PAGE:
Generally, board meetings shall be open meetings, unless a closed session or exempt meeting is provided for by law. The board shall hold a closed session or exempt meeting in the situations stated below.
Exceptions to the Open Meetings Law
Closed sessions take place as part of an open meeting. The item for discussion in the closed session shall be listed as part of the tentative agenda on the public notice. The motion for a closed session, stating the purpose for the closed session, shall be made and seconded during the open meeting. A minimum of two-thirds of the board, or all of the board members present, must vote in favor of the motion on a roll call vote. Closed sessions shall be audio recorded and have detailed minutes kept by the board secretary. Final action on matters discussed in the closed session shall be taken in an open meeting.
The minutes and the audio recording will restate the motion made in the open meeting, the roll call vote, the members present, and the time the closed session began and ended. The audio recordings and the written minutes shall be kept for one year from the date of the meeting. Real estate related minutes and tapes will be made public after the real estate transaction is completed.
The detailed minutes and audio recording shall be sealed and shall not be public records open to public inspection. The minutes and audio recording shall only be available to the board members or opened upon court order in an action to enforce the requirements of the open meetings law. The board has complete discretion as to who may be present at a closed session.
The reasons for which the board may go into a closed session from an open meeting include, but are not limited to, the following:
1. To review or discuss records which are required or authorized by state or federal law to be kept confidential or to be kept confidential as a condition for the school district's possession or receipt of federal funds.
2. To discuss strategy with legal counsel in matters presently in litigation or where litigation is imminent where its disclosure would be likely to prejudice or disadvantage the position of the school district .
3. To discuss whether to conduct a hearing or to conduct hearings to suspend or expel a student, unless an open session is requested by the student or the parent or guardian of the student if the student is a minor.
4. To evaluate the professional competency of an individual whose appointment, hiring, performance or discharge is being considered when necessary to prevent needless and irreparable injury to that individual's reputation and that individual requests a closed session.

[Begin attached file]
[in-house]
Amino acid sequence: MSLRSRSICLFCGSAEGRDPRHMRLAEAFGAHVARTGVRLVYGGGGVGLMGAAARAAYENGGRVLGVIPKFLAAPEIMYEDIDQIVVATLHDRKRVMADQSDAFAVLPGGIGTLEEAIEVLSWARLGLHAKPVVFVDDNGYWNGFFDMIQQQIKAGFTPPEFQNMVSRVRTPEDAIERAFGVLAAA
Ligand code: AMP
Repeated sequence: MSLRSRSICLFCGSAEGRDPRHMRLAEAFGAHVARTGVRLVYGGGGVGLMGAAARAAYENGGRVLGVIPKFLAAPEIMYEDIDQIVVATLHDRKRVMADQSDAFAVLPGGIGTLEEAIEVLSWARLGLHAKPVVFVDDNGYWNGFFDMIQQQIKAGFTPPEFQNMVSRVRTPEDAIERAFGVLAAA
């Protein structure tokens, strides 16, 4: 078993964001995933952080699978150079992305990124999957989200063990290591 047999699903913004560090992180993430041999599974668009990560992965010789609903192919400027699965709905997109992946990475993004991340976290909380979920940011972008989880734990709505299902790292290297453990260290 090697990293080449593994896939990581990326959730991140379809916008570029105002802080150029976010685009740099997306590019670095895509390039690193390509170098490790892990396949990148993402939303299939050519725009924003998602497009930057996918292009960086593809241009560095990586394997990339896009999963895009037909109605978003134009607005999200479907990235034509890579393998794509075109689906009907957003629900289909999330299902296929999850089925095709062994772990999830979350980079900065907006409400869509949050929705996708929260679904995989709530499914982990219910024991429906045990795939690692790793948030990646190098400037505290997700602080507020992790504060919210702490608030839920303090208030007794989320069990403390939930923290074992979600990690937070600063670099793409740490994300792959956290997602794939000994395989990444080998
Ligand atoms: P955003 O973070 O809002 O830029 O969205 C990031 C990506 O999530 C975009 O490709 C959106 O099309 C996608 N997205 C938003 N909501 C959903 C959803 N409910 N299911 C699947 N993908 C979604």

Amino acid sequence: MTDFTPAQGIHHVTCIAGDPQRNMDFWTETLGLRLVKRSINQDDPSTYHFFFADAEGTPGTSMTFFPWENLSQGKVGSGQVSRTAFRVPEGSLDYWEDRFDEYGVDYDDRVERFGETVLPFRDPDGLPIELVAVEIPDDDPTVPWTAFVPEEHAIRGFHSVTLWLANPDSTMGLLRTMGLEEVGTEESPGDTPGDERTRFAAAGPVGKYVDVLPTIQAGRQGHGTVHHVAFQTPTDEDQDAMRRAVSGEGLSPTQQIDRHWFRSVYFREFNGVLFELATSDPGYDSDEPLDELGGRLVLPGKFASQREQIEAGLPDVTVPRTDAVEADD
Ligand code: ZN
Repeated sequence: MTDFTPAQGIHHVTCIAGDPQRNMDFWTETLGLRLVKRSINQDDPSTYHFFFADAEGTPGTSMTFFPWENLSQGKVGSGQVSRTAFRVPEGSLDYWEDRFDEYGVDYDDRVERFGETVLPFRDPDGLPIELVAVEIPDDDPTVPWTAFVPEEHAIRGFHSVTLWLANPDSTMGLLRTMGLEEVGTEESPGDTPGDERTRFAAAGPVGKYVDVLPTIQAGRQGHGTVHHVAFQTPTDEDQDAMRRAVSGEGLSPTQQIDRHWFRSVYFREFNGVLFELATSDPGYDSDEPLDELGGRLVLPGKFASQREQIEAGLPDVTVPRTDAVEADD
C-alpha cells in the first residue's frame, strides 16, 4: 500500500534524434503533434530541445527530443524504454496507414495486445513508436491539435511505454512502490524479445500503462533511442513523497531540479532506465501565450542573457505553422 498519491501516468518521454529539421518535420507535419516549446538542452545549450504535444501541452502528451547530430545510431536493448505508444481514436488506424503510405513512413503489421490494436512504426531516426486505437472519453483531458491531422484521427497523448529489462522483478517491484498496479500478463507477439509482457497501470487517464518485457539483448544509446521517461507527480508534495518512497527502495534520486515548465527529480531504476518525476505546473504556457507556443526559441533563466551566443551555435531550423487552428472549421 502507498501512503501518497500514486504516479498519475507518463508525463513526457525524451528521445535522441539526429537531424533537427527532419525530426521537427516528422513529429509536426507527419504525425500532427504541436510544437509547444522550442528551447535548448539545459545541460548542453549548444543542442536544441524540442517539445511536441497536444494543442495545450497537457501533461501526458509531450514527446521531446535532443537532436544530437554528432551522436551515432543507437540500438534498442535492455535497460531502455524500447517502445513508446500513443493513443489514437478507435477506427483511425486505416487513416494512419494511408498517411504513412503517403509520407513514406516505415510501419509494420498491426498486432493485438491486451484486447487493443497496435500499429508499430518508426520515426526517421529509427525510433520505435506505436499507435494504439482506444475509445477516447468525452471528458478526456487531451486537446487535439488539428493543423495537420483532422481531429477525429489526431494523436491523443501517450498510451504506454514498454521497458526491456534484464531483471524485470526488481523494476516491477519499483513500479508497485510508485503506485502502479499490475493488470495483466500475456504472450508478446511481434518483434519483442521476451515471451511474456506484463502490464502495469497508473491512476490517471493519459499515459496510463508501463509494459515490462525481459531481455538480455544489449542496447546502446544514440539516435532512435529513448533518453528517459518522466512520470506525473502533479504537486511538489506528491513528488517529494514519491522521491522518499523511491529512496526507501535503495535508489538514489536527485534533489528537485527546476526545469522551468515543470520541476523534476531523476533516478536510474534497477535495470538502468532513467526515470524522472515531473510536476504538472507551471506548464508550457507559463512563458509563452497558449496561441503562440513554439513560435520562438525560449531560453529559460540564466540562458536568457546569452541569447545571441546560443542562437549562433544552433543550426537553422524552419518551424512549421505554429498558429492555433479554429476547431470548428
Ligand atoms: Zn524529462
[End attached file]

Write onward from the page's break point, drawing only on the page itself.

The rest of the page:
5. To discuss the purchase or sale of particular real estate only when premature disclosure could be reasonably expected to increase the price the school district would have to pay for that property or reduce the price the school district would receive for that property.
Exemptions to the Open Meetings Law
Board meetings at which a quorum is not present, or gatherings of the board for purely ministerial or social purposes when there is no discussion of policy or no intent to avoid the purposes of the open meetings law, are exempt from the open meetings law requirements. Since gatherings of this type are exempt from the open meetings requirements, they can be held without public notice, be separate from an open meeting, be held without audio recording the gathering or taking minutes, and be held without a vote or motion. The board may also hold an exempt session for the following:
1. Negotiating sessions, strategy meetings of public employers or employee organizations, mediation, and the deliberative process of arbitration;
2. To discuss strategy in matters relating to employment conditions of employees not covered by the collective bargaining law;
3. To conduct a private hearing relating to the recommended termination of a non-probationary teacher's contract. The board will keep a record of the private hearing.
4. To conduct a private conference with a probationary teacher to discuss the reasons for the board’s termination of the probationary teacher’s contract.
5. To conduct an informal, private hearing relating to the recommended termination of an extracurricular contract prior to the expiration of that contract.
6. To conduct a private conference with a probationary administrator to discuss the reasons for the board’s termination of the probationary administrator’s contract or to review the proposed decision of the administrative law judge regarding the termination of a non-probationary administrator’s contract.
Reviewed: 11-11-96, 11-09-98, 1-12-01, 11-08-04, 12-10-07, 12-12-11, 12-11-14